JRCS First Nuclear Disaster Response Basic Training Session
(FY 2015)

2015/10/02


Groupwork: Instruction by a radiation
emergency medical care advisor.

Groupwork: Instruction by a radiation emergency medical care advisor.

The Japanese Red Cross Society (JRCS) organized and held the FY 2015 First Nuclear Disaster Response Basic Training Session at the JRCS Headquarters on September 3, 2015. For the summary of the training session, please click here [PDF].

The training session is part of the JRCS’s efforts to enhance preparedness for nuclear disasters based on lessons learned from the Great East Japan Earthquake and Tsunami. The JRCS already provided this training twice during last fiscal year, in November 2014 and February 2015. This was the third time that the training was held.

The participants in the training session are JRCS relief team members, who are physicians, radiological technologists, nurses and administrative staff working at Japanese Red Cross hospitals throughout Japan and JRCS chapter staff.

The training program includes:

In particular, for the case studies, the attendees specifically discussed:

  • the selection of relief team members;
  • safe routes to get to a destination safely;
  • decision making;
  • professionals whom JRCS relief team members should ask for advice, etc.

Through the case studies, the attendees renewed their awareness of “CSCA”*1 and “METHANE”*2 which are principles necessary when responding to large-scale disasters, and the importance of collaboration with the radiation emergency medical care advisors.

Nuclear disasters may be seen as less likely to occur. However, the JRCS perceives that it is important to continue to provide relevant training including this training session to JRCS relief team members to allow them to conduct necessary activities in the event of a nuclear disaster.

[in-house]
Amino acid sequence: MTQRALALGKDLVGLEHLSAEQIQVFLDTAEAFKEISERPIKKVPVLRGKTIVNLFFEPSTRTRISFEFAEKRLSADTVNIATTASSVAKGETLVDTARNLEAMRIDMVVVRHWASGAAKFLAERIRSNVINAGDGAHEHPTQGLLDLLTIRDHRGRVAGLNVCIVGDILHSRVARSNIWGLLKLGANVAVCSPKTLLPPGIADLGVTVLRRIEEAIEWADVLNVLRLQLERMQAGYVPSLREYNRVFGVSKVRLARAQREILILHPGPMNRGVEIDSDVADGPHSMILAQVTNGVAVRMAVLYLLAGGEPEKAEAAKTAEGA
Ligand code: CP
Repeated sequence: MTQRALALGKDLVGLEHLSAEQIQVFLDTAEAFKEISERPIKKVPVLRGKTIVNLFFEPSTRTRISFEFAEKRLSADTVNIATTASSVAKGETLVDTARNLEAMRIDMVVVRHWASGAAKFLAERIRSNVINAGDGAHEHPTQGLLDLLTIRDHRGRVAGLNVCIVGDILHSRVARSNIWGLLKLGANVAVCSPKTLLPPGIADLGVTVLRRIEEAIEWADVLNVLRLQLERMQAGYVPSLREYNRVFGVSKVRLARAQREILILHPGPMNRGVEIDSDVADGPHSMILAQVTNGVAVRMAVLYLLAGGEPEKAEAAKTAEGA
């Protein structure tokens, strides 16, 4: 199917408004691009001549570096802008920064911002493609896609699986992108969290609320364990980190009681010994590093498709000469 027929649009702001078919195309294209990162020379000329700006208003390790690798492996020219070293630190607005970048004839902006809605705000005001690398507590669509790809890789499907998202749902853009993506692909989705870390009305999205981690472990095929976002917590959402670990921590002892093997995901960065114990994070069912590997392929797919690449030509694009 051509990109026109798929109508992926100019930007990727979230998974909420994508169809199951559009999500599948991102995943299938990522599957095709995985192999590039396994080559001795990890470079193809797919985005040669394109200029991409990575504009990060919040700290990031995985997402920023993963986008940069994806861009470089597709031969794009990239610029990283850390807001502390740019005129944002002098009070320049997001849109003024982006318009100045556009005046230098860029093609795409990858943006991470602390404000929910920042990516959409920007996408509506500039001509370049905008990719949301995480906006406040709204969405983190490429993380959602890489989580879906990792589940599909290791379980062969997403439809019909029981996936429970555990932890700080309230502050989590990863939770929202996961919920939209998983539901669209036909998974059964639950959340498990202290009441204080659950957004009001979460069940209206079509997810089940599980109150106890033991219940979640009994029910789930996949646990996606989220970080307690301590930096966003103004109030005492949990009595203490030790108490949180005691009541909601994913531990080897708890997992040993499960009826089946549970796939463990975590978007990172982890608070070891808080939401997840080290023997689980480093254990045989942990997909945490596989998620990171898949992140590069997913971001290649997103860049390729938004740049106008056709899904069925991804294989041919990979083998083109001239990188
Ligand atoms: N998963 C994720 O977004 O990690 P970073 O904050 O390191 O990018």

The next training session is scheduled for November 6, 2015.

*1 CSCA: Acronym for principles of relief activities arrangements (Command & Control; Safety; Communication; and Assessment) during a disaster.
*2 METHANE: Acronym for what needs to be communicated from a disaster scene (Major incident, My call-sign or name; Exact location; Type of incident; Hazards, present or to be expected; Access routes; Number, type and severity of casualties; and Emergency services, present and required).

1. Outline of the training session


(1)Date and time: Thursday, September 3, 2015; 11:00-17:00
(2)Venue: Meeting Room 201 and some other rooms at the JRCS Headquarters
(3)No. of participants: 81 (Japanese Red Cross hospitals and JRCS chapters across Japan)

(1)Date and time: Thursday, September 3, 2015; 11:00-17:00
(2)Venue: Meeting Room 201 and some other rooms at the JRCS Headquarters
(3)No. of participants: 81 (Japanese Red Cross hospitals and JRCS chapters across Japan)

2. Purpose of the training


For JRCS relief team members to learn basic knowledge about radiation and radiation emergency medical care arrangements, and how to use radiation protective equipment so that they are able to safely engage in relief activities in a radioactive environment with ease.